Healthcare, Russia and climate change were a few of the topics on District 10 constituents' minds as they filled the Larsa Banquet Hall Monday night, ready for a showdown with Congressman Jeff Denham at the second town hall event held since President Trump took office in January.
In March Denham spoke in Ceres at the Ceres Chamber's annual Legislative Breakfast but attendance was sparse.
About 1,000 - mostly those who did not vote for Denham - became loud and demanding during the nearly three-hour event, opposing Denham on almost every subject. Chants of "Do your job!," "You work for us!" and "No wall!" echoed through the hall at various points, with members of the audience raising red and green flashcards to show their disapproval or support of statements made. A sea of red cards could be seen nearly every time Denham responded to a question, and there were several points where Denham remained silent as he waited for the disruption to die down.
"I'm willing to stay here as long as the supervisor and everybody will allow us to stay here, as long as we're respectful," said Denham as his opening remarks were met with boos. "I want to answer every question."
The town hall came after months of criticism that the congressman has not been approachable enough and demanded a face-to-face question and answer session. Even after the event was announced in March, opposition groups still had issues with the format of writing questions on index cards and pre-approved by Denham's staff, and accusations that the Denair location was meant to discourage attendance. Denham said the venue was moved from its original location of Stanislaus State to the larger banquet hall in order to accommodate a bigger crowd.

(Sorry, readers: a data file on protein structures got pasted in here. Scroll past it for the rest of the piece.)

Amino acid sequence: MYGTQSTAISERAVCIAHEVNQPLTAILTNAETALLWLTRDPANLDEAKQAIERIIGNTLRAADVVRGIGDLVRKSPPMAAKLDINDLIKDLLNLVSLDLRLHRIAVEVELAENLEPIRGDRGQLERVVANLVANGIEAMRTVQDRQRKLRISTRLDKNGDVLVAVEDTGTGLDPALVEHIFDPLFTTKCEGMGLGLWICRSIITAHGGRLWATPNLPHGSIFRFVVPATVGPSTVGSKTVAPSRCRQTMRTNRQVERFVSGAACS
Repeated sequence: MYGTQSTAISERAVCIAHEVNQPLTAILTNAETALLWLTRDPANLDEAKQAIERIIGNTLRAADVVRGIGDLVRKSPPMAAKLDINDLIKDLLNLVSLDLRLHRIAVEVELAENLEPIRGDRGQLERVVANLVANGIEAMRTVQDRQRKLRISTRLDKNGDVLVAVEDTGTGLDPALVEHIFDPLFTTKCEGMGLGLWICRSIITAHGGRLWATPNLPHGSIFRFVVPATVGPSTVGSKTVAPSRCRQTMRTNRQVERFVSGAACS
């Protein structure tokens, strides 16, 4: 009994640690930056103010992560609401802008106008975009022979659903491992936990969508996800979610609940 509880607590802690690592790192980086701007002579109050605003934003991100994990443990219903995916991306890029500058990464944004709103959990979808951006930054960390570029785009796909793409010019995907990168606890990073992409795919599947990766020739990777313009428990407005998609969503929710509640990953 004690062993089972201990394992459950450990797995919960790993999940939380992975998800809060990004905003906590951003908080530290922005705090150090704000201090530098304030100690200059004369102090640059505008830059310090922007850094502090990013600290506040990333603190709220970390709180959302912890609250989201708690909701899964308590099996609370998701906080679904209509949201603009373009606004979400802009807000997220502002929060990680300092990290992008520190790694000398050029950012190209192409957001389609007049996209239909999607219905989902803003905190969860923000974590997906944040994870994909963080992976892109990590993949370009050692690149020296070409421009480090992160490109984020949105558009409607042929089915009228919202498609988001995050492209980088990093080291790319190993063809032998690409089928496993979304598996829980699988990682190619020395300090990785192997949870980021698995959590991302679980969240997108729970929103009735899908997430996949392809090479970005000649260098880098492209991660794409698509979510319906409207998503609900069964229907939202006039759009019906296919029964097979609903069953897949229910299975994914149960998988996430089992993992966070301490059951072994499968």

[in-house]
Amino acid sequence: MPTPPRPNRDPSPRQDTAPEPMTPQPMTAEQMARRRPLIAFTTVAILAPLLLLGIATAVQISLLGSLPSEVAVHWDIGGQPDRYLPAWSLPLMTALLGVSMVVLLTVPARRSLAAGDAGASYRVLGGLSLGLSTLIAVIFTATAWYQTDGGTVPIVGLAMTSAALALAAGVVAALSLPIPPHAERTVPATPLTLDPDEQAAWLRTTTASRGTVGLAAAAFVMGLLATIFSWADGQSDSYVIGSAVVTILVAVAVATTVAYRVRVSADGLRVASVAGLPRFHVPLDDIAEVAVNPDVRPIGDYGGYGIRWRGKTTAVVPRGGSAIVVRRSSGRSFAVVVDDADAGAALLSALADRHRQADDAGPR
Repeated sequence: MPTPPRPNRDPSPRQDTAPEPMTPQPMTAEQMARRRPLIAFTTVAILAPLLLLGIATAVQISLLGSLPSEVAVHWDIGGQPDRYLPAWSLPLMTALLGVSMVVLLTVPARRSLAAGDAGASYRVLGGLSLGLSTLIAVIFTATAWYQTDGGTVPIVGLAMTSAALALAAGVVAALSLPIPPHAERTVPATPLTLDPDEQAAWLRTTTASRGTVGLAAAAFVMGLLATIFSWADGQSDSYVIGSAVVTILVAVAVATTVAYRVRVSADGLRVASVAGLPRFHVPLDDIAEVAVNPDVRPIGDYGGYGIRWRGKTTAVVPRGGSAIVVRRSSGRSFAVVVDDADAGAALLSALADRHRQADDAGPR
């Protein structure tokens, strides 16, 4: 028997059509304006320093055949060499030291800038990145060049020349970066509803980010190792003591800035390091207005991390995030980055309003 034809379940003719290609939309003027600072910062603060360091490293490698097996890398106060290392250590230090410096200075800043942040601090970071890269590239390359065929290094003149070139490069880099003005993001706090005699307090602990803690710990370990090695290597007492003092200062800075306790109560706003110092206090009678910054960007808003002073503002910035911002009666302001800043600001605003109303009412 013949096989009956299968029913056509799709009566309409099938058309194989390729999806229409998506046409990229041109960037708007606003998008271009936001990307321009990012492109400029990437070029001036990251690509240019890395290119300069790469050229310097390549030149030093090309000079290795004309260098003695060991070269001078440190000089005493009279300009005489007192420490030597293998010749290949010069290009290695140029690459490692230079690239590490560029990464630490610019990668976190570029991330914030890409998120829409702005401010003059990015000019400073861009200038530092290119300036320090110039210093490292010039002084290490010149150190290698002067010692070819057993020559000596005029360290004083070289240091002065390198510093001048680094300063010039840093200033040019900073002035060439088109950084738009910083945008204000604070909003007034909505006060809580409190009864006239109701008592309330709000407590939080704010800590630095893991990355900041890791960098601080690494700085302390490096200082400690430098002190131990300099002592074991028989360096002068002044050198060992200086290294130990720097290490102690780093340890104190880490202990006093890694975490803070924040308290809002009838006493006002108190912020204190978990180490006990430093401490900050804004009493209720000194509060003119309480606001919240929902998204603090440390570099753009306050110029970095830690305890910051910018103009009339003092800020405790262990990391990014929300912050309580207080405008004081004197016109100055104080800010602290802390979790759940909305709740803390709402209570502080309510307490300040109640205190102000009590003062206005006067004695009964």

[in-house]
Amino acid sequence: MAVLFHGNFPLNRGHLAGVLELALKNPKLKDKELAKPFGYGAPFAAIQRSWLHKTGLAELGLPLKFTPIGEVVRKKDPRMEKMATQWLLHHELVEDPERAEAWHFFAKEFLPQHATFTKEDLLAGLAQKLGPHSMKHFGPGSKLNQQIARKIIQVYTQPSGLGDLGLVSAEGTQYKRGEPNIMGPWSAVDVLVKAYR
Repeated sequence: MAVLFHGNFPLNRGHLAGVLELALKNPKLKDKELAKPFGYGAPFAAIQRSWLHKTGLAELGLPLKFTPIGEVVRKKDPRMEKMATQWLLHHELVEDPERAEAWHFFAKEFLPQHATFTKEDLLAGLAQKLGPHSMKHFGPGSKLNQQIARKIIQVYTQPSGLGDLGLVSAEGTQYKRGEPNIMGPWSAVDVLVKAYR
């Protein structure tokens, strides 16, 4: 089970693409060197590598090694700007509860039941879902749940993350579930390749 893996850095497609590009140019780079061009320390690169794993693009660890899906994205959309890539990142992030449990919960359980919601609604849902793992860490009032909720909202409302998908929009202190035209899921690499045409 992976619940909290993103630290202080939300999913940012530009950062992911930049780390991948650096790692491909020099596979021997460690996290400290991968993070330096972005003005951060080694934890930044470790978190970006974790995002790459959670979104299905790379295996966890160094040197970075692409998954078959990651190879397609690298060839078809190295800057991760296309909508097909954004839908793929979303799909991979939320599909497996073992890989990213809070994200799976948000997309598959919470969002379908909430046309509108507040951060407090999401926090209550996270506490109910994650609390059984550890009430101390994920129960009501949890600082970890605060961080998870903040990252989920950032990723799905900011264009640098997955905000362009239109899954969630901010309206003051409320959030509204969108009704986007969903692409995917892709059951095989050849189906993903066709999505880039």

In an interview before the event, Denham said that he tries to be as accessible to his constituents as possible, whether it be through his mobile district office hours, meetings at his Modesto office or even speaking with residents at parades. The town hall was not scheduled in response to protests, he said.
"Normally, my philosophy has always been you wait until March or so when bills are being introduced so you actually have something to talk about," said Denham.
"We're not trying to silence anybody. I'm meeting with everybody all the time, as I have every year. Nothing has changed."
Denham was not the only elected official on stage at the town hall. Assemblyman Heath Flora, Turlock Mayor Gary Soiseth and Stanislaus County Supervisor Vito Chiesa attended, but seldom spoke as a majority of the night's questions were aimed at Denham. Flora felt the force of the crowd when the first question of the night regarding free college tuition was directed at him, however, and Soiseth earned the support of the crowd, drawing cheers with several of his remarks regarding refugees and the LGBTQ community and even receiving calls of, "Run for Congress."
On healthcare, Denham focused the conversation on the lack of access to medical care in the Valley and included his plans to combat the shortage of doctors by expanding local residency programs. His remarks were met with light applause, though many still called on him to make healthcare more affordable and to "tax the rich," as one constituent yelled.
Two of the loudest moments came when the conversation turned to both climate change and the federal investigation into Russia's election collusion.
After trying to answer the question of whether or not he believed in climate change in a roundabout way, the crowd chanted, "Yes or no!" over and over again until Denham was forced to give his position.
"Yes, I believe in climate change," said Denham - a statement which earned the only cheers of the night that were directed toward the congressman. He assured the crowd that they could trust him to use the best science available when it comes to the environment, but they disapproved of his support of the Keystone and Dakota Access pipelines.
"I'm looking for policies that address all aspects of clean energy - solar and wind, but I believe hydro should be a green energy as well," said Denham.
Denham was questioned about investigating Russian hacking claims and said that a bi-partisan investigative committee is currently underway in the House and Senate, and that the FBI is doing their own investigation. The crowd, however, called for an independent investigation into the matter.
"If you're hacking into our system, if you're trying to manipulate elections, then yes, we need to hold whatever country it is accountable," said Denham.
Despite the raucous behavior from the crowd and his clear frustration at being interrupted with boos throughout the event, Denham ended the night with words of appreciation for his constituents.
"I want to thank you for allowing us to have a civil discussion and giving us an opportunity to actually answer questions," he said.